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Building a more just world

The ICC is determined to put an end to impunity for the perpetrators of war crimes, genocide and crimes against humanity, and crimes of aggression.

Here’s our story…

This exhibit

Welcome to the exhibit Building a More Just World. The exhibit reflects on how justice matters to individuals and communities affected by crimes, and to the world as we strive together to achieve lasting peace. This exhibit also shows the Courtroom itself as well as some of the daily activities, or practical matters of justice, required to make justice happen.

The exhibit aims to raise awareness of the ICC and the crimes under its jurisdiction, and to ignite in viewers compassion for survivors of the world most atrocious crimes and a passion for international justice.

Together, we can strive to prevent these crimes. Together, we can build a more just world.

See this exhibit on tour or display this exhibit in your home country. To learn more, visit our website at www.icc-cpi.int

Our goals

The International Criminal Court tries individuals charged with the gravest crimes of concern to the international community:
-- War crimes
-- Genocide
-- Crimes against humanity
-- Crimes of aggression

First judges of the ICC, 2003.

Through international criminal justice, the Court is determined to end impunity, thus helping to prevent such atrocities from happening again.

The Court works in the field to ensure communities affected by crimes are part of the judicial process.

People from affected communities in CAR attending ICC Outreach sessions to learn about the Court, 2008.

The Court is supported by countries that have ratified or acceded to its founding treaty, the Rome Statute.

The Assembly of States Parties to the Rome Statute, founding treaty of the Court, is the management oversight and legislative body of the International Criminal Court. These States are also working to harmonise their laws with the Rome Statute. Photo: UN Photo/Marie Frechon

Where we work
Based in the Hague

Where we work

Our history
Rome Statue

Signing the Rome Statute, 17 July 1998.

Key Moments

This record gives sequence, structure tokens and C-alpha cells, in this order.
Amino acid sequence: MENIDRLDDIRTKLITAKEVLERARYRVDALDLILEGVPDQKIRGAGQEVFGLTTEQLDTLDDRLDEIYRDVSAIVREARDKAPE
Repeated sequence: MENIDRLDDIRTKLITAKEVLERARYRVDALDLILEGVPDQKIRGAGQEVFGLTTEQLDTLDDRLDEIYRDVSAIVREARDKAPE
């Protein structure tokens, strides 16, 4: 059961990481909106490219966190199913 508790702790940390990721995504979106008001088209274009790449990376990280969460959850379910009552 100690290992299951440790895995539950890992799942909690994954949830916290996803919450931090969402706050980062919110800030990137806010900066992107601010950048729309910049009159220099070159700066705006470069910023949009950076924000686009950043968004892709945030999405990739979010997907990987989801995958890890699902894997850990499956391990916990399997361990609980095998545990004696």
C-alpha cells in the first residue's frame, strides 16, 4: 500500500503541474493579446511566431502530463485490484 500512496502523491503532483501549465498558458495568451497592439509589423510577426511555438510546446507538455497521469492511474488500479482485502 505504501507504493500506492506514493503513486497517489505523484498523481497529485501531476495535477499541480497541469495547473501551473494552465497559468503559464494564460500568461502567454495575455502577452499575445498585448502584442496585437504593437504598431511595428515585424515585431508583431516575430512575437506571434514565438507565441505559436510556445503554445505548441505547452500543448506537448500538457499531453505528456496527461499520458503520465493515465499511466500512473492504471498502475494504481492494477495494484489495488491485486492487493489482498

Justice Matters to...

individuals. Victims deserve justice. Survivors deserve a voice in the justice process.

Justice Matters

The most serious crimes of concern to the international community as a whole must not go unpunished…

“This cause... is the cause of all humanity”.
– Former United Nations Secretary-General Kofi Annan

Justice Matters to...
Individuals

A Georgian villager protests the bomb attacks on his home, which ripped into his house and left him homeless. Photo: Marcus Bleasdale

A young girl who was burned inside her home when her village was attacked and pillaged during the conflict in northern Uganda. Many civilians injured in the conflict have gone without treatment for years. Photo: Whitney Curtis

Justice Matters to...
Individuals

Former child soldier: Mario, 13, shows drawings from his fellow students and tells how they were abducted and used as child soldiers in the DRC. Photo: AP Photo/Karel Prinsloo

“There are an estimated 250,000 child soldiers in the world today. It is estimated that 40% of all child soldiers are girls. They are often used as 'wives' (i.e., sex slaves) of the male combatants”. – War Child UK

Former child soldier: Margaret, 15, tells how she was abducted and used as a child soldier in Northern Uganda in 2003. She is now undergoing rehabilitation. Photo: UNICEF/04-1159/Roger Lemoyne

Justice Matters to...
Individuals

Woman in Georgia surveys the damage to property after a conflict. Photo: Marcus Bleasdale

A homeless resident of bombed apartments in Georgia. Photo: Marcus Bleasdale

Justice Matters to...
Individuals

Savilla, 14, tells how she was taken in June 2009 from Baloko in the context of the conflict in northern Uganda. She was beaten and raped. She was released when she was injured and could not walk. Photo: Marcus Bleasdale/VII